Aimee and Alizabeth were both involved in an altercation during their teen years that resulted in a prison term for Aimee, but even then, she made the best of it, getting her GED while incarcerated and coming out determined to be a better person. Aimee served only three years of a six-year sentence, returning home in late October of 2015.

“I didn’t even know she could get upset,” said older sister Madeleine. “She thought things through before she acted as she grew up. She was always calm, always portraying that everything was OK. Everything could be falling apart and she’d smile and say all was OK.”

Alizabeth agreed, saying she herself is the one with more of a temper, but Aimee was the one who would settle her down.

And when it came to Mills, she took the same calm, determined approach. Initially, when she came home after her incarceration, she was determined not to see him.

“She was focused on taking college classes and raising her daughter,” said Alizabeth. Aimee had also been taken under the wing of some older women while in jail, women who gave her “wonderful guidance,” said Tiffany’s sister, Theresa Stinson. “They helped her realize that her mistakes did not define her, and when she came home, she was another person altogether. Stronger, more sure of herself. She was fierce about not wanting to cause others pain ever again, and she lived that every day of her life. And she did not want him in her world.”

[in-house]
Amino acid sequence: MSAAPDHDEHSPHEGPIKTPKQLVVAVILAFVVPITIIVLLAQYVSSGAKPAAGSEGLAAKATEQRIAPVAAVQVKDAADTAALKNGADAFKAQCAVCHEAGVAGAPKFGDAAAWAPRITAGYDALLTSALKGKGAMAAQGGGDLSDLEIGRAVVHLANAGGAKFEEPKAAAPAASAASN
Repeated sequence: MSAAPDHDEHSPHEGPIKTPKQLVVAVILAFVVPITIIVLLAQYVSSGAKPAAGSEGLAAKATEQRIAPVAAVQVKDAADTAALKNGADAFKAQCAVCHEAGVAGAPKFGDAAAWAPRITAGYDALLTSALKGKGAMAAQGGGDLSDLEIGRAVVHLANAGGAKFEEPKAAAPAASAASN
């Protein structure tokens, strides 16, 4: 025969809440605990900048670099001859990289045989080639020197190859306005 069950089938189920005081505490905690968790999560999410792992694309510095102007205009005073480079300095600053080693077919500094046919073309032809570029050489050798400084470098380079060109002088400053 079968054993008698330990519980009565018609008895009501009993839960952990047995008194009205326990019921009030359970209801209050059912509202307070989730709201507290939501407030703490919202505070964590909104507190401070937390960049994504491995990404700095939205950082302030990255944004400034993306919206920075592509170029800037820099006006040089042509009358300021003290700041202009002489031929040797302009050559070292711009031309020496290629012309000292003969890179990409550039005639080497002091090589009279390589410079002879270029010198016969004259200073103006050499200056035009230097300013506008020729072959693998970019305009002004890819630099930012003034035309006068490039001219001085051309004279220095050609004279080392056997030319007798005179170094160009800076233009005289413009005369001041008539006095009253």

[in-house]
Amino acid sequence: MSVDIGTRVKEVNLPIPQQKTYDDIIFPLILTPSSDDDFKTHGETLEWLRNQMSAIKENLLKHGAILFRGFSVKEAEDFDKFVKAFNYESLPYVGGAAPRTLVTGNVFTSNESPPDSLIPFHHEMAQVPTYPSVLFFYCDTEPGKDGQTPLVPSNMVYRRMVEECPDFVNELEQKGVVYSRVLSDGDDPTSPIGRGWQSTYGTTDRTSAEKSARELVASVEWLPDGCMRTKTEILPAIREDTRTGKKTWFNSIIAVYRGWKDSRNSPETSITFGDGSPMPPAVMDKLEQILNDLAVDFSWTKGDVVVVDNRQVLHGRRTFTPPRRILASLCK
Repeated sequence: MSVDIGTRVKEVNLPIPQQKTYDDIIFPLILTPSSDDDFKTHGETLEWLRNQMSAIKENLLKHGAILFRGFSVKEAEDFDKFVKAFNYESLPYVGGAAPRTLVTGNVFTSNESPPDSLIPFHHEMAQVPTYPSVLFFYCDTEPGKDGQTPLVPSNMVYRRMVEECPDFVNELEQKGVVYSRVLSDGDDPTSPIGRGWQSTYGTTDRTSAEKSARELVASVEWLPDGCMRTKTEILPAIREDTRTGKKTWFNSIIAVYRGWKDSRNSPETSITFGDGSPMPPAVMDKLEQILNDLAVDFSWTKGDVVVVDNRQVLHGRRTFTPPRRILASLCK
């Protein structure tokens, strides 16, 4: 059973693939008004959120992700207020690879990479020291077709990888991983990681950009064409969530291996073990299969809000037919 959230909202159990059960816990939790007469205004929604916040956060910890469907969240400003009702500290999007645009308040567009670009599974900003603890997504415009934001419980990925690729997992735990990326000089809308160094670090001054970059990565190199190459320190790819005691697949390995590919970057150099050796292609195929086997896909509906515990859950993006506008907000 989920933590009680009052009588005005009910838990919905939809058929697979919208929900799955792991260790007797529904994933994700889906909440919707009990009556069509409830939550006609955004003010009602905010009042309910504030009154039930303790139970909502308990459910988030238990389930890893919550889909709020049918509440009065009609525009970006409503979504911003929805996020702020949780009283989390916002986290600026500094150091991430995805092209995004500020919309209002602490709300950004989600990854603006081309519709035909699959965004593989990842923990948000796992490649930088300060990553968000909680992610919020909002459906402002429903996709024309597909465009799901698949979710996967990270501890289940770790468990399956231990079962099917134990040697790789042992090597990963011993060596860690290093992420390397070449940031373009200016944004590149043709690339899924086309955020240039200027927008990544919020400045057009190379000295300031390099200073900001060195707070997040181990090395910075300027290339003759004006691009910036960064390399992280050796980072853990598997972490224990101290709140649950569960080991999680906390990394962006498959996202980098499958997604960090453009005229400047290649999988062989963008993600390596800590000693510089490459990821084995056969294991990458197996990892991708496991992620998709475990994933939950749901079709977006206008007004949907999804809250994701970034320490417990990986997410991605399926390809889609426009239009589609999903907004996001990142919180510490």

But Mills’ family reached out, saying Mills wanted to be a father to their daughter and promising things would be better. Wanting her child to have a family, and still in love with Mills, Aimee relented.

“He didn’t have a great early life, and she thought she could make him better,” said Tiffany. “We were not as sure, but she loved him, and family was so important to her, so we did our best to support her. And I don’t think she wanted us to know how bad things were, because she always behaved like she had the situation under control and we didn’t need to worry.”

When presented at the magistrate’s office to be officially charged with murder, Mills told the judge he is not employed. Court records indicate his interactions with the criminal justice system date back to at least 2007, and that drug and alcohol appear to have played some part in those interactions, resulting in drug possession and impaired driving charges.

But Aimee believed in him, said her family, and court records indicate his last previous court case was in 2018, so there was change. Meanwhile, she worked to put her own life on an upward trajectory. She got a job driving with Elite 360 Transportation, an Amazon Delivery Service Partner out of Charlotte, and had just been promoted.

“We at Elite 360 Transportation were overwhelmed with grief after hearing about the tragic death of Aimee,” said Rachelle Latimer, owner of Elite. “She had been a valued member of our team since she started just a short time ago. She moved very quickly up the ranks, and had been recently promoted to dispatcher from delivery driver. She was well loved and respected by all and displayed true leadership. This is a terrible loss for us all. Our hearts go out to her family. This will impact us all for quite some time.”